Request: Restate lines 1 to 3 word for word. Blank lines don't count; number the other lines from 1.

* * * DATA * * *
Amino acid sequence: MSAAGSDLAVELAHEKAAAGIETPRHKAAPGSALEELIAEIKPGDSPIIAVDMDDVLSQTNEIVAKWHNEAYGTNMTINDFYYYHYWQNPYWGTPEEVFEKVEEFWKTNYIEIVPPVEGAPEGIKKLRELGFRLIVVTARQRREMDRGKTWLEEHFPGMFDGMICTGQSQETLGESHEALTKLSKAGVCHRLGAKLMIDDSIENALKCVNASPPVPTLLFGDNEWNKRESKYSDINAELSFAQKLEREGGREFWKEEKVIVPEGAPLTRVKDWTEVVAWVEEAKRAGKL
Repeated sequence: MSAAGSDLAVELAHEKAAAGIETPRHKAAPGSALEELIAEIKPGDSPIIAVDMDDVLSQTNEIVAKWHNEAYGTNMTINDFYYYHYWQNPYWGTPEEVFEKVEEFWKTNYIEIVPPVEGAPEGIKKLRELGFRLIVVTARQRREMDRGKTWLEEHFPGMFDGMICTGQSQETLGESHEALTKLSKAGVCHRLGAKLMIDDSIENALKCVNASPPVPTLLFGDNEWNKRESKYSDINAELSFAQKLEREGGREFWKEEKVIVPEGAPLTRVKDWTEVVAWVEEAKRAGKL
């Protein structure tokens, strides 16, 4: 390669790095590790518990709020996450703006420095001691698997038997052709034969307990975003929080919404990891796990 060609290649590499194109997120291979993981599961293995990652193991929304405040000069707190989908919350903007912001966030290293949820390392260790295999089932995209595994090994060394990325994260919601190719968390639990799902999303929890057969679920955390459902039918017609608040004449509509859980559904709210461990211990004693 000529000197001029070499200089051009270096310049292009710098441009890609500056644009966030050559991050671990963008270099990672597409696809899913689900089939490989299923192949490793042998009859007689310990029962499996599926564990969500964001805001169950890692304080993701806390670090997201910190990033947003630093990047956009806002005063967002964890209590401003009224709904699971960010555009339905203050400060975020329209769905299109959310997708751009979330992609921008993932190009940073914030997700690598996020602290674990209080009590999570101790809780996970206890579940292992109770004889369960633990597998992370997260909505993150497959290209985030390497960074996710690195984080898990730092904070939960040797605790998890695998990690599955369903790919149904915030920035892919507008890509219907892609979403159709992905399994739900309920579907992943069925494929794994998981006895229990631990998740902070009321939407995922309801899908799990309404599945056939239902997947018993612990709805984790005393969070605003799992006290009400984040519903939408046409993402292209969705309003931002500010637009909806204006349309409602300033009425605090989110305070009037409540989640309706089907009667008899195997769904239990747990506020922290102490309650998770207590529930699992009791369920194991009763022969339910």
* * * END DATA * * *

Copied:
Amino acid sequence: MSAAGSDLAVELAHEKAAAGIETPRHKAAPGSALEELIAEIKPGDSPIIAVDMDDVLSQTNEIVAKWHNEAYGTNMTINDFYYYHYWQNPYWGTPEEVFEKVEEFWKTNYIEIVPPVEGAPEGIKKLRELGFRLIVVTARQRREMDRGKTWLEEHFPGMFDGMICTGQSQETLGESHEALTKLSKAGVCHRLGAKLMIDDSIENALKCVNASPPVPTLLFGDNEWNKRESKYSDINAELSFAQKLEREGGREFWKEEKVIVPEGAPLTRVKDWTEVVAWVEEAKRAGKL
Repeated sequence: MSAAGSDLAVELAHEKAAAGIETPRHKAAPGSALEELIAEIKPGDSPIIAVDMDDVLSQTNEIVAKWHNEAYGTNMTINDFYYYHYWQNPYWGTPEEVFEKVEEFWKTNYIEIVPPVEGAPEGIKKLRELGFRLIVVTARQRREMDRGKTWLEEHFPGMFDGMICTGQSQETLGESHEALTKLSKAGVCHRLGAKLMIDDSIENALKCVNASPPVPTLLFGDNEWNKRESKYSDINAELSFAQKLEREGGREFWKEEKVIVPEGAPLTRVKDWTEVVAWVEEAKRAGKL
């Protein structure tokens, strides 16, 4: 390669790095590790518990709020996450703006420095001691698997038997052709034969307990975003929080919404990891796990 060609290649590499194109997120291979993981599961293995990652193991929304405040000069707190989908919350903007912001966030290293949820390392260790295999089932995209595994090994060394990325994260919601190719968390639990799902999303929890057969679920955390459902039918017609608040004449509509859980559904709210461990211990004693 000529000197001029070499200089051009270096310049292009710098441009890609500056644009966030050559991050671990963008270099990672597409696809899913689900089939490989299923192949490793042998009859007689310990029962499996599926564990969500964001805001169950890692304080993701806390670090997201910190990033947003630093990047956009806002005063967002964890209590401003009224709904699971960010555009339905203050400060975020329209769905299109959310997708751009979330992609921008993932190009940073914030997700690598996020602290674990209080009590999570101790809780996970206890579940292992109770004889369960633990597998992370997260909505993150497959290209985030390497960074996710690195984080898990730092904070939960040797605790998890695998990690599955369903790919149904915030920035892919507008890509219907892609979403159709992905399994739900309920579907992943069925494929794994998981006895229990631990998740902070009321939407995922309801899908799990309404599945056939239902997947018993612990709805984790005393969070605003799992006290009400984040519903939408046409993402292209969705309003931002500010637009909806204006349309409602300033009425605090989110305070009037409540989640309706089907009667008899195997769904239990747990506020922290102490309650998770207590529930699992009791369920194991009763022969339910």